The offence of sexual assault in New South Wales

Sexual assault is an offence under section 61I of the Crimes Act 1900 (NSW) (‘the Act’) which carries a maximum penalty of 14 years’ imprisonment.

It is defined as where a person “has sexual intercourse with another person without the consent of the other person and who knows that the other person does not consent to the sexual intercourse”.

What is sexual intercourse?

‘Sexual intercourse’ is defined by section 61H of the Act as:

“(a) sexual connection occasioned by the penetration to any extent of the genitalia (including a surgically constructed vagina) of a female person or the anus of any person by:

(i) any part of the body of another person, or

(ii) any object manipulated by another person,

except where the penetration is carried out for proper medical purposes, or

(b) sexual connection occasioned by the introduction of any part of the penis of a person into the mouth of another person, or

(c) cunnilingus, or

(d) the continuation of sexual intercourse…”

What is consent?

Section 61HE of the Act provides that a person consents to sexual activity if he or she freely and voluntarily agrees to it.

The section proceeds to state that an alleged offender knows there is no consent if he or she engages in sexual activity, or incites anyone to do so, in circumstances where he or she:

  • knows the alleged victim does not consent, or
  • is reckless as to whether the alleged victim consents, or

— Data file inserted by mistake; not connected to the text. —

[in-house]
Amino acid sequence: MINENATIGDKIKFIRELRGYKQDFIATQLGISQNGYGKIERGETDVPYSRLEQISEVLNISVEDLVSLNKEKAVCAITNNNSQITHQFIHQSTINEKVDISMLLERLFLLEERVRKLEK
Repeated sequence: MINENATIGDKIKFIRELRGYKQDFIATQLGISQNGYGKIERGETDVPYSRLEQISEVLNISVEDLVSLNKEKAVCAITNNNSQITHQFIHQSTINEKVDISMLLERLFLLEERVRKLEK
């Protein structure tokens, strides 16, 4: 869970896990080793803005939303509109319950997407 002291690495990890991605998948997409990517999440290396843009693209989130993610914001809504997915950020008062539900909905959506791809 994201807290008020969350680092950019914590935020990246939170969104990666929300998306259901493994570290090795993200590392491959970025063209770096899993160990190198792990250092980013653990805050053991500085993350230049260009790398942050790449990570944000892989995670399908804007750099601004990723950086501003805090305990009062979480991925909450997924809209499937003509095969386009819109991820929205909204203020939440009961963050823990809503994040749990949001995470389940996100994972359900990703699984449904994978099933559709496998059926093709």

• has no reasonable grounds to believe the alleged victim consents.

In deciding whether there is consent, the court must consider any steps taken by the alleged offender to ascertain whether there is consent.

The court cannot take into account any self-induced intoxication by the alleged offender.

The section makes clear there is no consent where the alleged victim:

  • does not have the capacity to consent due to factors such as their age (outlined above) or cognitive ability, or
  • does not have the opportunity to consent because they are unconscious or asleep, or
  • consents because of threats of force or terror, or
  • consents due to being unlawfully detained, or
  • consents because of a mistaken belief:

(a) as to the identity of the alleged offender,

(b) that the two are married,

(c) that the activity is for health or hygienic purposes, or

(d) that arises through any fraud.

The grounds upon which it may be established that the alleged victim did not consent include that he or she:

  • was substantially intoxicated,
  • was intimidated, coerced or threatened in any way, or
  • was under the authority or trust of the alleged offender.

The section further makes clear that a failure to resist the activity not in itself to be regarded as establishing consent.

Authors

Sonia Hickey

Sonia Hickey is a freelance writer, magazine journalist and owner of 'Woman with Words'. She has a strong interest in social justice, and is a member of the Sydney Criminal Lawyers® content team.

Ugur Nedim

Ugur Nedim is an Accredited Criminal Law Specialist with over 20 years of experience in criminal defence. He is the Principal of Sydney Criminal Lawyers®.